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We present results (preliminary at this writing) from far UV images of the field containing SN~1987A and its light echoes. Long exposures were obtained in identical bands (B1: 1290-1830\AA\ and B5: 1455-1820\AA, 10\% power points) on both Astro missions, separated by 4.3 years. This allows stars and nebulosity to be almost perfectly subtracted in the differences between these exposures, while the light echoes, having moved by 25 to 95 arcsec, should remain visible. For reasonable models of the reflectance of the dust, and for published theoretical estimates of the far UV fluence from shock breakout through the progenitor star's surface, a far UV echo signal should be easily detected. Preliminary results indicate that this is not the case.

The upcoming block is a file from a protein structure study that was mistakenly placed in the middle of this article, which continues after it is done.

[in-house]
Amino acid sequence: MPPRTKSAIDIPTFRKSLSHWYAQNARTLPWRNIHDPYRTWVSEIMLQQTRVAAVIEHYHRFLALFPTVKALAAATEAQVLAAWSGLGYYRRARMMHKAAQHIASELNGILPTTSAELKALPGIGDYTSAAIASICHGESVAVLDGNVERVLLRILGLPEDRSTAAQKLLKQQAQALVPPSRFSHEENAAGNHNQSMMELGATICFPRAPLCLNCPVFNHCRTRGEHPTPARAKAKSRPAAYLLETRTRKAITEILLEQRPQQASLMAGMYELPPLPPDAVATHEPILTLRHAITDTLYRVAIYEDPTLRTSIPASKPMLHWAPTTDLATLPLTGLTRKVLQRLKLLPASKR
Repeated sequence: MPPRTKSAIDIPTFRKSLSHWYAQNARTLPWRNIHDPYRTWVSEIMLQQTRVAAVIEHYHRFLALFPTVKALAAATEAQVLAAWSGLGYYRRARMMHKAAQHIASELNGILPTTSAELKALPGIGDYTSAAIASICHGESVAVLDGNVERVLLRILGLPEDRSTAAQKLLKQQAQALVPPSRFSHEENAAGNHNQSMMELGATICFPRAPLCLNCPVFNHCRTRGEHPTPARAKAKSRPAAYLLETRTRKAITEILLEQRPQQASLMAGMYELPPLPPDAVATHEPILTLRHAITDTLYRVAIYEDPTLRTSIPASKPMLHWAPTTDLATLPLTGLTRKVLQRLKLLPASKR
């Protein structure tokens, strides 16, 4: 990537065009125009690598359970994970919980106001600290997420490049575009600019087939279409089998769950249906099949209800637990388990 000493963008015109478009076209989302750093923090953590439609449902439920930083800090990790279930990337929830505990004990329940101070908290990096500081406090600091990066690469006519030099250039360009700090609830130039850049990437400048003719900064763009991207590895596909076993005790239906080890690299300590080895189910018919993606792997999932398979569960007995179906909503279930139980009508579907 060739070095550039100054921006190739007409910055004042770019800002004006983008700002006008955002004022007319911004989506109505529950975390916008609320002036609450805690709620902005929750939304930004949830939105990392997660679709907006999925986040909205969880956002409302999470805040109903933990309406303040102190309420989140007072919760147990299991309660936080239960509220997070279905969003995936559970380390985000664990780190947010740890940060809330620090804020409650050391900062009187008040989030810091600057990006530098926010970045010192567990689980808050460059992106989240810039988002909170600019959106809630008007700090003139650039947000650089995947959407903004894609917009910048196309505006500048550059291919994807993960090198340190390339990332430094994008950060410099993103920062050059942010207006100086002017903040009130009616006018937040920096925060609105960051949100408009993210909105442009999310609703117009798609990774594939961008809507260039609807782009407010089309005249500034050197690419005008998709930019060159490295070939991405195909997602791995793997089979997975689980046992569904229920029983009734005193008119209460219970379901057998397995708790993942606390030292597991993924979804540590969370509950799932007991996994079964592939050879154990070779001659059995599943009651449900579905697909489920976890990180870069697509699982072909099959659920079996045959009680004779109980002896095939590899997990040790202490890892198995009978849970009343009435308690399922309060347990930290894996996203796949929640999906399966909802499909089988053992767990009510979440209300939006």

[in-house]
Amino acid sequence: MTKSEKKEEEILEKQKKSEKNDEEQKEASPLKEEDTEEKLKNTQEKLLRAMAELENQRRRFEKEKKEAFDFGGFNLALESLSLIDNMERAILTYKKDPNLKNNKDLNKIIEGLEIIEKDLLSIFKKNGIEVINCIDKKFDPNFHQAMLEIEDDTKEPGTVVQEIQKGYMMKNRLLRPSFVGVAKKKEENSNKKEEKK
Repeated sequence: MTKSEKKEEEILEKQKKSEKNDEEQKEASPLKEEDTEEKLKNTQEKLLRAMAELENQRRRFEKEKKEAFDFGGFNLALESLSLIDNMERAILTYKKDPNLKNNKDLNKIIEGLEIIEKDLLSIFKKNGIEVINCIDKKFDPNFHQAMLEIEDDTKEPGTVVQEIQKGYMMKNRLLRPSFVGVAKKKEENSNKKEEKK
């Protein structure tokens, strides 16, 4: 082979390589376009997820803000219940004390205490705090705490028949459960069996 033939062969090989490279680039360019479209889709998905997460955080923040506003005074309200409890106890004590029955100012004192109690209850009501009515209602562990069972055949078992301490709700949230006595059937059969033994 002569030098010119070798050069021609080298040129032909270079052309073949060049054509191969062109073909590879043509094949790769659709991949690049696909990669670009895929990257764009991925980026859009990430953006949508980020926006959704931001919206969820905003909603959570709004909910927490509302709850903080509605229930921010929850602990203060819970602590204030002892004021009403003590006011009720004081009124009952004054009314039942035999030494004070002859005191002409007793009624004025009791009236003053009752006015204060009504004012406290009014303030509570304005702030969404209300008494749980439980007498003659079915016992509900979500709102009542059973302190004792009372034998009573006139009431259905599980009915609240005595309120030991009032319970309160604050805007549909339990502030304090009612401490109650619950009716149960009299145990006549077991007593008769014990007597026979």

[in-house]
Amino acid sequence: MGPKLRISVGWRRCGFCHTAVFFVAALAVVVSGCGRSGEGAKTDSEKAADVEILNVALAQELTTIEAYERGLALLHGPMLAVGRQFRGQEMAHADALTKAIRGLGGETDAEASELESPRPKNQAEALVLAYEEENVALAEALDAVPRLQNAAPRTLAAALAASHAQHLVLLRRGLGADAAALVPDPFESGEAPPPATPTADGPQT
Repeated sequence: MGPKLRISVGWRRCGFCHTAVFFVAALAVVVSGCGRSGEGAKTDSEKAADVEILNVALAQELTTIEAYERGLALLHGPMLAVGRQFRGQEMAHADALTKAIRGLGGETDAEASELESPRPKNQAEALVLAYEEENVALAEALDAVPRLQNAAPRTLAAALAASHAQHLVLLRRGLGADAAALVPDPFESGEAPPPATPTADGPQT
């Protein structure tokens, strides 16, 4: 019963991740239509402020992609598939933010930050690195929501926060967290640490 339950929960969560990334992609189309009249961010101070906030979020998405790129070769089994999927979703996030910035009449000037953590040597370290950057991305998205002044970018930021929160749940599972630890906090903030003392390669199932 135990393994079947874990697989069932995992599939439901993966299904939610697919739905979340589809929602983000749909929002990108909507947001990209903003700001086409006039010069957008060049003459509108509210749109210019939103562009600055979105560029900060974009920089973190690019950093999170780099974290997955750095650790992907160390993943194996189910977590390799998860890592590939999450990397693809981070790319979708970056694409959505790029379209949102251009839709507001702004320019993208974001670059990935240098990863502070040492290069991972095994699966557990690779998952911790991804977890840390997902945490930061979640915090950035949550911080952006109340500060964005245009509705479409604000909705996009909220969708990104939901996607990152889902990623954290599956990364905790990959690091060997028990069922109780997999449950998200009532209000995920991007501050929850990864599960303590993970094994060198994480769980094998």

The optical echo from the same dust, as seen in the reflection of the maximum light pulse that occurred 80 days later, will allow us to determine the position where the far UV echo should have been detected, permitting an even more sensitive measurement. By the time this work is presented, we plan to have obtained and analyzed this 80-day-delay image, and intend to report a sensitive upper limit or measurement. The implications of this result to dust UV reflectance models or shock breakout fluence predictions will be discussed.
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